This is my sermon from July 3 (in Ft. Bragg):

Paul talks in our reading from Romans this morning about not being able to do the good that he wants to do, but doing evil he doesn’t want to do instead.  I’ve been thinking, since last week, about what it might mean to turn my life over to God and let Jesus live in me.  And I’m thinking, really, that these are just two sides of the same coin.  On my own, I always fall short and miss the target.  But when Jesus lives in me, suddenly that’s changed.

Some of you may be more familiar with the twelve step version:  admitting your life is out of your control and turning your life over to your higher power.  This isn’t an exact match.  But since the twelve step model is a version of the reconciliation of a penitent, written by an Episcopal Priest, I’m thinking there is probably more overlap than you might think.

And I’m finding another correspondence in the introduction of the Rule of St. Benedict, which I’ve been pondering off and on now for years.  The idea here is that God calls to us, wherever we are in our lives, and that NOW is the moment to listen and take our own life seriously enough to offer it to God.  Not, mind you, that our own efforts will ever bring us to God.  But if we do our work in obedience, somehow God is able to work in our lives.  Which sounds a lot like working the steps to me.

But it all comes down to God’s Grace working in our lives.  Which is a free gift.  Yet, as Bonhoeffer reminds us, it’s not a cheap gift.  Our relationship with God demands our all, just as our relationships with our spouses, or our parents or our children, demand our all.  The love in all these relationships demands our all, but comes to us as an unearned gift that fundamentally changes our lives.

It’s a gift.  But it’s not magic.  It’s free.  But it demands our whole life.  Learning to love someone takes everything we have and changes us.

I came across an excerpt from The Way of a Pilgrim which might be illustrative:

The pilgrim talks about sitting down at a table with an officer who told him how he started off as a good officer until he “started drinking.”  And things went from bad to worse until his drinking “became an illness.”  He was unable to do his duty — all his efforts at self control “were of no avail.”  He was broken down to private.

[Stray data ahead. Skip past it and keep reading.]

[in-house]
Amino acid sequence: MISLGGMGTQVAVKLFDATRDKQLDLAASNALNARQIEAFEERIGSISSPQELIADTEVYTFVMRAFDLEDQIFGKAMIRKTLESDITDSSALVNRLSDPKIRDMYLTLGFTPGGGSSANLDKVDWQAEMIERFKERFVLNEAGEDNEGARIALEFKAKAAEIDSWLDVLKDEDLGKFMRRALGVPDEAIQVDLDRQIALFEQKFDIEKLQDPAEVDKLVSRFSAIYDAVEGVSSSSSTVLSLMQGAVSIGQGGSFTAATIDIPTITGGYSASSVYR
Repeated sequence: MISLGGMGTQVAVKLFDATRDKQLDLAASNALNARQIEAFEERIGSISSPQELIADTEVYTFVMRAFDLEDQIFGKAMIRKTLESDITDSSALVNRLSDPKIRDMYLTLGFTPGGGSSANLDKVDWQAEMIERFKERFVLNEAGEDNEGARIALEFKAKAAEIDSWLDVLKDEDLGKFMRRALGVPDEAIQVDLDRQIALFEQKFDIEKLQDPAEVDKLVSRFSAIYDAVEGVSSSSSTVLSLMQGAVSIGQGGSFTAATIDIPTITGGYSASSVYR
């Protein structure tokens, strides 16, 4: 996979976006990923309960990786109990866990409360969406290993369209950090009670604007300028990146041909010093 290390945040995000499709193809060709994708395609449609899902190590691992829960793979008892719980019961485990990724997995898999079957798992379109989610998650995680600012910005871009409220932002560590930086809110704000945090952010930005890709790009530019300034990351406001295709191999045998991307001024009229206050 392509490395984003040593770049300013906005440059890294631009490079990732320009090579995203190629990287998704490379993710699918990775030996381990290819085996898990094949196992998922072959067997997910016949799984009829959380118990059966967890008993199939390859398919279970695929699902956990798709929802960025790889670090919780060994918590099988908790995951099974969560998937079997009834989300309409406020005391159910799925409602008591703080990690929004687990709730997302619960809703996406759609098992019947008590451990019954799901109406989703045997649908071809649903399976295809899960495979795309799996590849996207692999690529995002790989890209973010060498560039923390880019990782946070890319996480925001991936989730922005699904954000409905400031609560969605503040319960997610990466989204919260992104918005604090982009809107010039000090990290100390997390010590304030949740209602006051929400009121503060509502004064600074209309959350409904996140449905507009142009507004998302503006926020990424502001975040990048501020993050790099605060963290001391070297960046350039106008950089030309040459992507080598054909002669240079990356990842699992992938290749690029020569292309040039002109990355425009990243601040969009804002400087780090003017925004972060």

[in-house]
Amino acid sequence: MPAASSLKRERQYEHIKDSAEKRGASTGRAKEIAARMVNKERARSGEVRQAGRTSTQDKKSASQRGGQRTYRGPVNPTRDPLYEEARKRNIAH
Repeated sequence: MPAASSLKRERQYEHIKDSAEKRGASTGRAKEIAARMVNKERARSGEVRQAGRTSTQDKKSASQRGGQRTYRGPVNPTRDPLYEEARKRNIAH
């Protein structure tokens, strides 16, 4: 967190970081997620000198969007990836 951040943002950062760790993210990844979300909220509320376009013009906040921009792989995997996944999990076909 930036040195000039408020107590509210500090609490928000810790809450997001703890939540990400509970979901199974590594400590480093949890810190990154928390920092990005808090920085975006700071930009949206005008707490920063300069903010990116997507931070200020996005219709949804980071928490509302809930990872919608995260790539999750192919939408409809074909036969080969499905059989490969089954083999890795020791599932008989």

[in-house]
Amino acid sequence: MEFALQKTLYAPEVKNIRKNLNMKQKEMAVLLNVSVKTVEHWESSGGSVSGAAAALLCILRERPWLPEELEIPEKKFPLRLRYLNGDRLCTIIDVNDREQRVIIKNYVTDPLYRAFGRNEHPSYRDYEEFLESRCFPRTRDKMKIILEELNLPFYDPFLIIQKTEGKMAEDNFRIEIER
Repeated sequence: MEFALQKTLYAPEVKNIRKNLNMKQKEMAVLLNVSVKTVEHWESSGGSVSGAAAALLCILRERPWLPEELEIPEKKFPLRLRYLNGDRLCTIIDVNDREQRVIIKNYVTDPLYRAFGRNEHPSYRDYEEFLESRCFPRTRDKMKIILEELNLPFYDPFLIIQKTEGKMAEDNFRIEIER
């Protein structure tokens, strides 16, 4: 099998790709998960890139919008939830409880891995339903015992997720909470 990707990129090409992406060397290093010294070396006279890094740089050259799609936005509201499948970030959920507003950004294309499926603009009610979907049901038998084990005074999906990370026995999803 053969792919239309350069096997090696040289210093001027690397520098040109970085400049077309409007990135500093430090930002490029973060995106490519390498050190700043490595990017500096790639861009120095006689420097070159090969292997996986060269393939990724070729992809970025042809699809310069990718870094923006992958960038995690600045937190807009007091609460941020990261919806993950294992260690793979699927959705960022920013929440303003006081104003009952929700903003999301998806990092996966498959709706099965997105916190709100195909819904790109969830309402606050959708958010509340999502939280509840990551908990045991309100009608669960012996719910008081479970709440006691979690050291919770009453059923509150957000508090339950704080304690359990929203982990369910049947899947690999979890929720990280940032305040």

One day as he was brooding in the barracks, a monk came by to beg for alms for the church.  The monk asked him why he was “so downcast.”  And he explained what was happening.

The monk told him that his brother had once had the same problem.  His brother’s spiritual father gave him a copy of the Gospels and “strongly urged him to read a chapter whenever he wanted to take a drink.”  He was encouraged to read a second or even a third chapter if necessary to reach the point where he no longer desired a drink.  His brother did this.  And eventually he lost all desire for alcoholic beverages.  That was fifteen years earlier.

The officer complained that neither his efforts at self control nor medical aid could keep him sober — how could “your Gospel” help!  But the next day, the monk brought him a copy of the Gospels.  He tried to turn it down, because it was in Church Slavonic (probably, for us, a lot like reading Elizabethan English) and the language was hard to understand.  But the monk told him that “at the beginning [he was to be] concerned only with reading it diligently; understanding would come later.”